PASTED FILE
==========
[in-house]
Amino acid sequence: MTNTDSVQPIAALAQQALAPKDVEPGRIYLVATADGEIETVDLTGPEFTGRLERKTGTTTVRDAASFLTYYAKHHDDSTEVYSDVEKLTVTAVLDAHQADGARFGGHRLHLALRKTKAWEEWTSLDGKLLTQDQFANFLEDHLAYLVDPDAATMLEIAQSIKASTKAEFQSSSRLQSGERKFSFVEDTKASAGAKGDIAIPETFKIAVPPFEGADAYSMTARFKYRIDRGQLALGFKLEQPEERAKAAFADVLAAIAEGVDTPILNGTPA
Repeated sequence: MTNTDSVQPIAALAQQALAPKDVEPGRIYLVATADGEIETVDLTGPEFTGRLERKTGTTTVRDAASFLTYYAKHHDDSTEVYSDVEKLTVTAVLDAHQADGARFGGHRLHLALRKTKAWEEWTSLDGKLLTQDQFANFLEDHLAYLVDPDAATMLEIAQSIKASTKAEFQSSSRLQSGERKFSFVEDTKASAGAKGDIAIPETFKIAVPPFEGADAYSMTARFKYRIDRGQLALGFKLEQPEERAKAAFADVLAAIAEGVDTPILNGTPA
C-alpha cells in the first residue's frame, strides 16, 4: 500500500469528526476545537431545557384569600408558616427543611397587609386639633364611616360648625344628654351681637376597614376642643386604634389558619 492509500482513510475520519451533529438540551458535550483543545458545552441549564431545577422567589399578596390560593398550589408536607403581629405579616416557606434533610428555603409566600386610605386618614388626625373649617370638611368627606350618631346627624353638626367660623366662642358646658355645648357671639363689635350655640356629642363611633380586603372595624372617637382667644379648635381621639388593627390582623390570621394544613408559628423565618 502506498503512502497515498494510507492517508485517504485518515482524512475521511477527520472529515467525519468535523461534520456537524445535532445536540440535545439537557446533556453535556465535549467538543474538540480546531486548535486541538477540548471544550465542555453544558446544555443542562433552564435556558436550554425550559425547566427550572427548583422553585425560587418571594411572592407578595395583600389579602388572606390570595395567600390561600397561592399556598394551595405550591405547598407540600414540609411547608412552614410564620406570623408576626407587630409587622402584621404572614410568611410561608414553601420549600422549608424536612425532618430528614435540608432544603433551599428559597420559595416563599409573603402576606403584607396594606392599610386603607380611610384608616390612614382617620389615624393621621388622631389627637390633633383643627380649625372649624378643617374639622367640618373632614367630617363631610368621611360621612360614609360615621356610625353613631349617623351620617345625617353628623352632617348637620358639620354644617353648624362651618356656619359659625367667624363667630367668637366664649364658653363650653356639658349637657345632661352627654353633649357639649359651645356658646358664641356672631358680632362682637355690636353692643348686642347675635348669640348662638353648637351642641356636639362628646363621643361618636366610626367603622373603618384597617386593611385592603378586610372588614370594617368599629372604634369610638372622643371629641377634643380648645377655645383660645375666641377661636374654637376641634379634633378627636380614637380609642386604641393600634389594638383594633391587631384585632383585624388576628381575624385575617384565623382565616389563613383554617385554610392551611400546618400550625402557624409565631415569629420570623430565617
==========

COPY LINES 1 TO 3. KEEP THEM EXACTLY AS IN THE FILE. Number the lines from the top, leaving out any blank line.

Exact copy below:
[in-house]
Amino acid sequence: MTNTDSVQPIAALAQQALAPKDVEPGRIYLVATADGEIETVDLTGPEFTGRLERKTGTTTVRDAASFLTYYAKHHDDSTEVYSDVEKLTVTAVLDAHQADGARFGGHRLHLALRKTKAWEEWTSLDGKLLTQDQFANFLEDHLAYLVDPDAATMLEIAQSIKASTKAEFQSSSRLQSGERKFSFVEDTKASAGAKGDIAIPETFKIAVPPFEGADAYSMTARFKYRIDRGQLALGFKLEQPEERAKAAFADVLAAIAEGVDTPILNGTPA
Repeated sequence: MTNTDSVQPIAALAQQALAPKDVEPGRIYLVATADGEIETVDLTGPEFTGRLERKTGTTTVRDAASFLTYYAKHHDDSTEVYSDVEKLTVTAVLDAHQADGARFGGHRLHLALRKTKAWEEWTSLDGKLLTQDQFANFLEDHLAYLVDPDAATMLEIAQSIKASTKAEFQSSSRLQSGERKFSFVEDTKASAGAKGDIAIPETFKIAVPPFEGADAYSMTARFKYRIDRGQLALGFKLEQPEERAKAAFADVLAAIAEGVDTPILNGTPA